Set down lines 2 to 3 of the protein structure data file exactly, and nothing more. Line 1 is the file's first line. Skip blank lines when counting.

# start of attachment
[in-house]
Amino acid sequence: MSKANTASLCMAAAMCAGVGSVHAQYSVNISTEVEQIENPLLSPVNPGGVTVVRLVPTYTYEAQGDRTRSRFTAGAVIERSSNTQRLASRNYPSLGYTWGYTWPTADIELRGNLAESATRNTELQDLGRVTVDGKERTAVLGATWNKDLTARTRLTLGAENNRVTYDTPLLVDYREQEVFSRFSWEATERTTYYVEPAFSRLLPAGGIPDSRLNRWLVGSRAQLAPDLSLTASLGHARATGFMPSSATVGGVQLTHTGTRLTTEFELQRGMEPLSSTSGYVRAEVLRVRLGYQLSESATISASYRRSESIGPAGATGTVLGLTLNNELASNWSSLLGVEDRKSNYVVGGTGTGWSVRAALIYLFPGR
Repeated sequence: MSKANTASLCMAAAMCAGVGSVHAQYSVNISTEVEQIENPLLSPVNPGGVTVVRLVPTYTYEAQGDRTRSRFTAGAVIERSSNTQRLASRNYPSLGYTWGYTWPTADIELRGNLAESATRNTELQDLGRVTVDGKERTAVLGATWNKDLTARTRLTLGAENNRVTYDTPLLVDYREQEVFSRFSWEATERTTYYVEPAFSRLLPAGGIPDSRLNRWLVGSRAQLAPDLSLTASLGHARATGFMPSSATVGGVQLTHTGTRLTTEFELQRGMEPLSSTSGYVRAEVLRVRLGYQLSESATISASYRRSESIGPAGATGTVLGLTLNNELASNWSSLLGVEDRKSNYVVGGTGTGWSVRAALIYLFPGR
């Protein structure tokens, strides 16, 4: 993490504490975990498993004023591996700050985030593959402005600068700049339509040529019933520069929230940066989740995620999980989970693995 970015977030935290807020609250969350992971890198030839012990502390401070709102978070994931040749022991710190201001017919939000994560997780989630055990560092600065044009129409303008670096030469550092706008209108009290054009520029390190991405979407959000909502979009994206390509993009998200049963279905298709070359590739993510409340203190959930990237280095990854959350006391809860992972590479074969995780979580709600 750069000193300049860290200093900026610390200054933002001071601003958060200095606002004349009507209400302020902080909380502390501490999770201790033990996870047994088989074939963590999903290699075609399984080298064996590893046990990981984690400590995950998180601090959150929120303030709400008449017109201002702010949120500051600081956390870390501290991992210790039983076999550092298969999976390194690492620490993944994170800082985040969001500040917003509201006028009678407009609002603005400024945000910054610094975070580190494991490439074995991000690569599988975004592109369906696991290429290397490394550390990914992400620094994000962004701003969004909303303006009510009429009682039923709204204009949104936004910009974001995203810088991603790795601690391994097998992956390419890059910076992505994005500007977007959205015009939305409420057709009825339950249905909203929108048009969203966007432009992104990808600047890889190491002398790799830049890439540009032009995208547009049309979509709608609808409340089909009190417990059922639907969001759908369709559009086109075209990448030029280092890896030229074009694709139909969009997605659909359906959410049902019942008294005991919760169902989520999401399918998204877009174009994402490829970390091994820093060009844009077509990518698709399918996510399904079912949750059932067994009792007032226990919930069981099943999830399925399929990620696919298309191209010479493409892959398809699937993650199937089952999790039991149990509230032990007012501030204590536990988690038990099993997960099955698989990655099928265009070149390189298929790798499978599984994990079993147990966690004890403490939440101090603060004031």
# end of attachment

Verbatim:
Amino acid sequence: MSKANTASLCMAAAMCAGVGSVHAQYSVNISTEVEQIENPLLSPVNPGGVTVVRLVPTYTYEAQGDRTRSRFTAGAVIERSSNTQRLASRNYPSLGYTWGYTWPTADIELRGNLAESATRNTELQDLGRVTVDGKERTAVLGATWNKDLTARTRLTLGAENNRVTYDTPLLVDYREQEVFSRFSWEATERTTYYVEPAFSRLLPAGGIPDSRLNRWLVGSRAQLAPDLSLTASLGHARATGFMPSSATVGGVQLTHTGTRLTTEFELQRGMEPLSSTSGYVRAEVLRVRLGYQLSESATISASYRRSESIGPAGATGTVLGLTLNNELASNWSSLLGVEDRKSNYVVGGTGTGWSVRAALIYLFPGR
Repeated sequence: MSKANTASLCMAAAMCAGVGSVHAQYSVNISTEVEQIENPLLSPVNPGGVTVVRLVPTYTYEAQGDRTRSRFTAGAVIERSSNTQRLASRNYPSLGYTWGYTWPTADIELRGNLAESATRNTELQDLGRVTVDGKERTAVLGATWNKDLTARTRLTLGAENNRVTYDTPLLVDYREQEVFSRFSWEATERTTYYVEPAFSRLLPAGGIPDSRLNRWLVGSRAQLAPDLSLTASLGHARATGFMPSSATVGGVQLTHTGTRLTTEFELQRGMEPLSSTSGYVRAEVLRVRLGYQLSESATISASYRRSESIGPAGATGTVLGLTLNNELASNWSSLLGVEDRKSNYVVGGTGTGWSVRAALIYLFPGR